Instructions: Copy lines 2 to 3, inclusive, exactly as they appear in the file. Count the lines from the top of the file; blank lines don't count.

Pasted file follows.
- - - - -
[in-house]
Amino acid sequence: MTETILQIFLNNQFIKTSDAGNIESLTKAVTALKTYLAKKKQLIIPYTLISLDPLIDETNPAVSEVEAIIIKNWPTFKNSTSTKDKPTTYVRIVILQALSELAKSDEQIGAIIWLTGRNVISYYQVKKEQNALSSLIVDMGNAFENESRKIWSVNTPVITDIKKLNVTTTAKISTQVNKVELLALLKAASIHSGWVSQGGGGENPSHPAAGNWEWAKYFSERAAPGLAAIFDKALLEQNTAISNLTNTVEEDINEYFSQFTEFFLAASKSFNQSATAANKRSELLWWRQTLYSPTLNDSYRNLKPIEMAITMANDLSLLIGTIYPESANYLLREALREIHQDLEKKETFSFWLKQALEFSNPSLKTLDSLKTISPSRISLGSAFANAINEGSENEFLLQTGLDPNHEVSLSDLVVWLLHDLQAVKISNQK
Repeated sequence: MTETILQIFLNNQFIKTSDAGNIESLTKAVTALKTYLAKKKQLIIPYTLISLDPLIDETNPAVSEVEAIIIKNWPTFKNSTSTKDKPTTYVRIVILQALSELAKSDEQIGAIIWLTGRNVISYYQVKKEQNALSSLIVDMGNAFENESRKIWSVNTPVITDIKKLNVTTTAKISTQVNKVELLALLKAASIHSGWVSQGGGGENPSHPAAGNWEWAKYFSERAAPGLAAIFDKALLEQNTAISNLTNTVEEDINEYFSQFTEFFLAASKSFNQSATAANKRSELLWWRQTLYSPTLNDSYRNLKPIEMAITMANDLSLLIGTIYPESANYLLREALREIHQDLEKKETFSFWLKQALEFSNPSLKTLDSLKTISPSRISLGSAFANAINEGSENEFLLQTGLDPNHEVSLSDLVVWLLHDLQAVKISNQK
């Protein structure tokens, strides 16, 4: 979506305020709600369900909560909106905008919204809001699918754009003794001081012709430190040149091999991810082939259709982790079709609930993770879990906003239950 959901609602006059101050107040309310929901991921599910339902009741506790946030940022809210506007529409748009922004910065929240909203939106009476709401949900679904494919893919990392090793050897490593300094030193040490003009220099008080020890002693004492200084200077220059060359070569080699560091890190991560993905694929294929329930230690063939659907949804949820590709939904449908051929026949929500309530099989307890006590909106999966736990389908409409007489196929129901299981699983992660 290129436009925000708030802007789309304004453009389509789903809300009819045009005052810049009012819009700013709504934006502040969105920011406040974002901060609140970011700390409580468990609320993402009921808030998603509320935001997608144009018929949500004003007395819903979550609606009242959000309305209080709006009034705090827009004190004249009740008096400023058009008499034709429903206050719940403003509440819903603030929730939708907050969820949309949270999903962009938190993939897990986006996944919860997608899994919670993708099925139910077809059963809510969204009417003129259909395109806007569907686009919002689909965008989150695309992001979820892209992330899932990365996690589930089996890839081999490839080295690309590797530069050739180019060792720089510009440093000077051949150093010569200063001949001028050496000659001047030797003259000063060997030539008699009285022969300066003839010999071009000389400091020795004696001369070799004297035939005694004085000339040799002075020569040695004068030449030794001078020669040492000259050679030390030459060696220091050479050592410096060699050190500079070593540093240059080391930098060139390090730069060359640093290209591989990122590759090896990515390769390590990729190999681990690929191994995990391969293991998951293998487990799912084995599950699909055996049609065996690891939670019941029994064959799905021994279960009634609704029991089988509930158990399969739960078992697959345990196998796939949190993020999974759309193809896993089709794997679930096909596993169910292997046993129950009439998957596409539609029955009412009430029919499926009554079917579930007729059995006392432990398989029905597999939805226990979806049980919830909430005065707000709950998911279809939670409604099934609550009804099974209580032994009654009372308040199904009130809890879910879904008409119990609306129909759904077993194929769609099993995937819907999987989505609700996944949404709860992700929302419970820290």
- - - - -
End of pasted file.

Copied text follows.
Amino acid sequence: MTETILQIFLNNQFIKTSDAGNIESLTKAVTALKTYLAKKKQLIIPYTLISLDPLIDETNPAVSEVEAIIIKNWPTFKNSTSTKDKPTTYVRIVILQALSELAKSDEQIGAIIWLTGRNVISYYQVKKEQNALSSLIVDMGNAFENESRKIWSVNTPVITDIKKLNVTTTAKISTQVNKVELLALLKAASIHSGWVSQGGGGENPSHPAAGNWEWAKYFSERAAPGLAAIFDKALLEQNTAISNLTNTVEEDINEYFSQFTEFFLAASKSFNQSATAANKRSELLWWRQTLYSPTLNDSYRNLKPIEMAITMANDLSLLIGTIYPESANYLLREALREIHQDLEKKETFSFWLKQALEFSNPSLKTLDSLKTISPSRISLGSAFANAINEGSENEFLLQTGLDPNHEVSLSDLVVWLLHDLQAVKISNQK
Repeated sequence: MTETILQIFLNNQFIKTSDAGNIESLTKAVTALKTYLAKKKQLIIPYTLISLDPLIDETNPAVSEVEAIIIKNWPTFKNSTSTKDKPTTYVRIVILQALSELAKSDEQIGAIIWLTGRNVISYYQVKKEQNALSSLIVDMGNAFENESRKIWSVNTPVITDIKKLNVTTTAKISTQVNKVELLALLKAASIHSGWVSQGGGGENPSHPAAGNWEWAKYFSERAAPGLAAIFDKALLEQNTAISNLTNTVEEDINEYFSQFTEFFLAASKSFNQSATAANKRSELLWWRQTLYSPTLNDSYRNLKPIEMAITMANDLSLLIGTIYPESANYLLREALREIHQDLEKKETFSFWLKQALEFSNPSLKTLDSLKTISPSRISLGSAFANAINEGSENEFLLQTGLDPNHEVSLSDLVVWLLHDLQAVKISNQK